As moms we want to teach our children money management skills, but we are also black moms, so we have to raise our children to make white people comfortable with the color of their skin. We teach them to dress in a way that signals to white people that they are “safe” from our children’s blackness. Our black children must wear clothes that conform with upper-class white values because this says “I’m just like you” to whites who may be offering them a job or who be another George Zimmerman. In other words, we try to de-center racial stereotypes by being natty dressers.
Looking “safe” comes at a price, however, and that is why this article resonated with me. I still don’t have the answer as a grown woman so I struggle with how I will teach my son how to navigate the line between frugality and upward mobility.
This piece explores this tension in such an elegant way. No wonder it is the most popular article on Talking Points Memo for all of 2013!
We hates us some poor people. First, they insist on being poor when it is so easy to not be poor. They do things like buy expensive designer belts and $2500 luxury handbags.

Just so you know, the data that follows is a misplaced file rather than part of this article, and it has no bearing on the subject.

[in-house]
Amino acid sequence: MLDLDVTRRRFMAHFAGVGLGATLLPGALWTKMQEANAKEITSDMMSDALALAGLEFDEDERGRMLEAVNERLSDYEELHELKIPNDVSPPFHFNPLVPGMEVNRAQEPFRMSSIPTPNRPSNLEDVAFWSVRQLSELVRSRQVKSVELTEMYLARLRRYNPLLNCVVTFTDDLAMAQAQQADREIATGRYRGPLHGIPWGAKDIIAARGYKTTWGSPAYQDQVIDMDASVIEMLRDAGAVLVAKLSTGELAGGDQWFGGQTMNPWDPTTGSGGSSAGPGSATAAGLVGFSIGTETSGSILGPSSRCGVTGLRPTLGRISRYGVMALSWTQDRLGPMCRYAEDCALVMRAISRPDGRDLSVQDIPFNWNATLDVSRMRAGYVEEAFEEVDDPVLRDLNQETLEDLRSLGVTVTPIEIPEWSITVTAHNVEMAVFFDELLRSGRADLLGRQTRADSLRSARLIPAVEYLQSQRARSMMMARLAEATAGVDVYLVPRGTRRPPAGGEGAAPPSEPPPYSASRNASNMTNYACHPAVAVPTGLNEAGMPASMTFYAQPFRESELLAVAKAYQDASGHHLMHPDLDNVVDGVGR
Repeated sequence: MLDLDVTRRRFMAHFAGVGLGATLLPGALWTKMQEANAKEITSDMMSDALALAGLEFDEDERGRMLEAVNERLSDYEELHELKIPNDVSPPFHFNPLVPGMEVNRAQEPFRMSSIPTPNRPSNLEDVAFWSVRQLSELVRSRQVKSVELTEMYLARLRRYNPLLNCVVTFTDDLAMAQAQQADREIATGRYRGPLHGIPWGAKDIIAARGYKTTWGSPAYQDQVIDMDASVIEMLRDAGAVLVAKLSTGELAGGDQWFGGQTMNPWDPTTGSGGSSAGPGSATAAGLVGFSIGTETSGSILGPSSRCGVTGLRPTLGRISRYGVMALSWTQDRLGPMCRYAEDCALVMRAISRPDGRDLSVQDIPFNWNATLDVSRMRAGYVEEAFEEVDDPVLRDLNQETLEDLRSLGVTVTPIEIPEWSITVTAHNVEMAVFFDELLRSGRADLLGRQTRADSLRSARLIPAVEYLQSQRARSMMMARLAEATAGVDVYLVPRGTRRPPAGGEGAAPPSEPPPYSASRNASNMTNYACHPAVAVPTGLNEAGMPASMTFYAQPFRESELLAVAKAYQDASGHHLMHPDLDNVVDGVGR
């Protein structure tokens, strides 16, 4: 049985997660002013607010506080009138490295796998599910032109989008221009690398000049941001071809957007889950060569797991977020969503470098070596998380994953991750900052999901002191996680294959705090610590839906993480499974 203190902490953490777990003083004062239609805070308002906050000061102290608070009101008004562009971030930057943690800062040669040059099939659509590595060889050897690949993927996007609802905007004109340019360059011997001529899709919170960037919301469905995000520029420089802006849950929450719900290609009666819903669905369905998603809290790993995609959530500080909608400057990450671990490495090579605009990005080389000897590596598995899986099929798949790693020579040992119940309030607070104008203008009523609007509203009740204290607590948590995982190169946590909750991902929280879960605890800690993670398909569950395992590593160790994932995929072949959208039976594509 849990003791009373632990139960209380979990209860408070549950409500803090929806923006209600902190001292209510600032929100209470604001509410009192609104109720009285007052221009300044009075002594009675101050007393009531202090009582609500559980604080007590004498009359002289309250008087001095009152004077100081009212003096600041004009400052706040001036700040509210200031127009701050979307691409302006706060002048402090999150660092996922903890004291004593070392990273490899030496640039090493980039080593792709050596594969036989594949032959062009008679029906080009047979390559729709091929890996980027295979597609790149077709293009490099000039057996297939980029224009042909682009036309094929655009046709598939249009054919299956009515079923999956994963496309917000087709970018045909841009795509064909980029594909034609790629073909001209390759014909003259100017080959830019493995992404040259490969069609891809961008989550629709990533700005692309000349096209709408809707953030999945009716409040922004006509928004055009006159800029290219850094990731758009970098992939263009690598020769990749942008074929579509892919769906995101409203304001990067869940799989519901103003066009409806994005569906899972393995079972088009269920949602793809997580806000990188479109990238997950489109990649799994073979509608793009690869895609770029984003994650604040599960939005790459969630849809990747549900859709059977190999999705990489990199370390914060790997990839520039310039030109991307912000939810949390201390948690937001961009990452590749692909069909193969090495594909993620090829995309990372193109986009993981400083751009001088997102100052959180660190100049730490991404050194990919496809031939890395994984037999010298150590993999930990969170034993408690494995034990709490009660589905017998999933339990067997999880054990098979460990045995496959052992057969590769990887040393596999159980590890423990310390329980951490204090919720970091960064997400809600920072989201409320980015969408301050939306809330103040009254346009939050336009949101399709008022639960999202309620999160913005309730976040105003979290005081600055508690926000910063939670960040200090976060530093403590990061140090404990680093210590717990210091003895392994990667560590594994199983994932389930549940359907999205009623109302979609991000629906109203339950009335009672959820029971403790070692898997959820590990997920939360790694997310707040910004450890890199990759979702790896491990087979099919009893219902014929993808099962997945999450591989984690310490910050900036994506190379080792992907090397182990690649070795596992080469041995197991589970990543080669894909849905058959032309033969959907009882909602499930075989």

To be fair, this isn’t about Eroll Louis. His is a belief held by many people, including lots of black people, poor people, formerly poor people, etc. It is, I suspect, an honest expression of incredulity. If you are poor, why do you spend money on useless status symbols like handbags and belts and clothes and shoes and televisions and cars?
One thing I’ve learned is that one person’s illogical belief is another person’s survival skill. And nothing is more logical than trying to survive.
My family is a classic black American migration family. We have rural Southern roots, moved north and almost all have returned. I grew up watching my great-grandmother, and later my…
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